In other words, books don’t always work. But what if we repurposed the valuable content into a medium that did work? What if we offered people a way to not only consume all the important information in the book, but learn how to apply it to their everyday lives?
This is not about information, this is about transformation. There is so much data available, we are drowning in content. What is lacking is focus and transformation. If you can transform the outcome of your customer’s life in a positive way, you will have a true fan for life.
Online courses (especially cohort courses) are proven mediums to increase learning. Not only can you present the core learnings of the book, but you can reinforce the principles through tasks, projects, challenges and discussions among students and teacher. By creating a course, you are able to break through the noise and actually help transform peoples lives.
With online courses, you could drip the book’s contents by chapter or lesson (or principle) over time so students have enough time to implement each lesson. You could also add cohorts that include weekly discussions. Make the students the teachers during these group discussions. This is sorta like a “book club” with a curriculum.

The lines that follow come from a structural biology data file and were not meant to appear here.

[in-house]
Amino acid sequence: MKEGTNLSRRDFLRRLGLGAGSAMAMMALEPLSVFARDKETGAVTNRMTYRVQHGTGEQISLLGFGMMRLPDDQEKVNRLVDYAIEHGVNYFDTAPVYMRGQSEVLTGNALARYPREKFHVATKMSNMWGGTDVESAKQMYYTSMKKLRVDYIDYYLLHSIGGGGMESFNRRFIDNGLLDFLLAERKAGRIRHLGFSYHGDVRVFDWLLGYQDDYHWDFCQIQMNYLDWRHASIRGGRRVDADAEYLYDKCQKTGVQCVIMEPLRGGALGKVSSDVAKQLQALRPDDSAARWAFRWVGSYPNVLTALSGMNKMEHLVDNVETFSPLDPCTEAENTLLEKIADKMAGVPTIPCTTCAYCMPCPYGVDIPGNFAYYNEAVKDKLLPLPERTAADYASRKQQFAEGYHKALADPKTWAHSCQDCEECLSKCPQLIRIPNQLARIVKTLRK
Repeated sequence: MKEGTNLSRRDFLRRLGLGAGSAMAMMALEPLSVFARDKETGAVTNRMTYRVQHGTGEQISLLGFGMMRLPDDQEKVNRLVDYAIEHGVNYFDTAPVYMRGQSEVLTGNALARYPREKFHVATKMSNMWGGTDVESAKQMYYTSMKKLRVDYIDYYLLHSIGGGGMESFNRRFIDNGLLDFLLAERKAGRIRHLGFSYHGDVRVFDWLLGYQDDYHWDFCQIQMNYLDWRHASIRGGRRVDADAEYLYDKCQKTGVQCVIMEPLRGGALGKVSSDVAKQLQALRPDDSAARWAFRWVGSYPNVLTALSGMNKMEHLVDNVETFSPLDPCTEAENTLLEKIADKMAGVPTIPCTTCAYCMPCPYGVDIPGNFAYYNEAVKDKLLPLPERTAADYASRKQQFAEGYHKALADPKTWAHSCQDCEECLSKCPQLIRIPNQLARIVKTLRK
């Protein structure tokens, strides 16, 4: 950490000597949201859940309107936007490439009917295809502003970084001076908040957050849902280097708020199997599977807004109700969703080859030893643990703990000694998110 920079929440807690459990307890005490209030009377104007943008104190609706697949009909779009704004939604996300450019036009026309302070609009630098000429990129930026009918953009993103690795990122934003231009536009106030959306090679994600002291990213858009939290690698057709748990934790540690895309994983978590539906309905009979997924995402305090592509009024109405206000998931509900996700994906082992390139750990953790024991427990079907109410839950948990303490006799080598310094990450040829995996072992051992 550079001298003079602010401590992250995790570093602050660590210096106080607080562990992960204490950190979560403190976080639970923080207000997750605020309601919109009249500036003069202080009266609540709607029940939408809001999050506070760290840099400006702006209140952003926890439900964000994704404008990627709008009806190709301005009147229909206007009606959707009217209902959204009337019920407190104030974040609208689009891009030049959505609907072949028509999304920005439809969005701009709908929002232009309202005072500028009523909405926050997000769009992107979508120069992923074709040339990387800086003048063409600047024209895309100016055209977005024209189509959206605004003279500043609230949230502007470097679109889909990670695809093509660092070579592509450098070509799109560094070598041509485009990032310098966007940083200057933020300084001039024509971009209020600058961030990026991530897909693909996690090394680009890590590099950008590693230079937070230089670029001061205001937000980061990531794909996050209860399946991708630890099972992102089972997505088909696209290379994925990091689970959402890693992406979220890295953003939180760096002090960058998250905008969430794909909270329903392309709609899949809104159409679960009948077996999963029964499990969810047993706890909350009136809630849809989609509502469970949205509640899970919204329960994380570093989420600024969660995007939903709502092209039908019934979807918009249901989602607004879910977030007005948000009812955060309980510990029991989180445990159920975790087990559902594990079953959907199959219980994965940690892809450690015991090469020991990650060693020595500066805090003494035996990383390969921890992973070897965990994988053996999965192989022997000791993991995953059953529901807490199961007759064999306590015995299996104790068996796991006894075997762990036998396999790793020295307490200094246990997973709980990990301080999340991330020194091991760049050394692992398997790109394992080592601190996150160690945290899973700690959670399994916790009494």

To encourage participation (and increase the likelihood of transformation), you could even add an element where students pay a large, upfront fee to join the course. For each session they show up, they get a percentage of the fee returned to them. If they show up to every session they get ALL their money back.
The value you are providing is not knowledge but application and execution. Something very much lacking today.
Since popular books have an existing audience, go find them. Whether it be on Reddit, Facebook Groups, some random forum that looks like it was built in the 1990s or wherever. Then work to build up your credibility. Eventually you will share your course with them (but not yet!). For example, if you were to create a course based on Tim Ferriss’s 4-Hour Workweek, you could hang out in r/digitalnomad (which was made popular by Tim Ferriss’s book). This subreddit has over 1.1 million members. That would be a good place to start.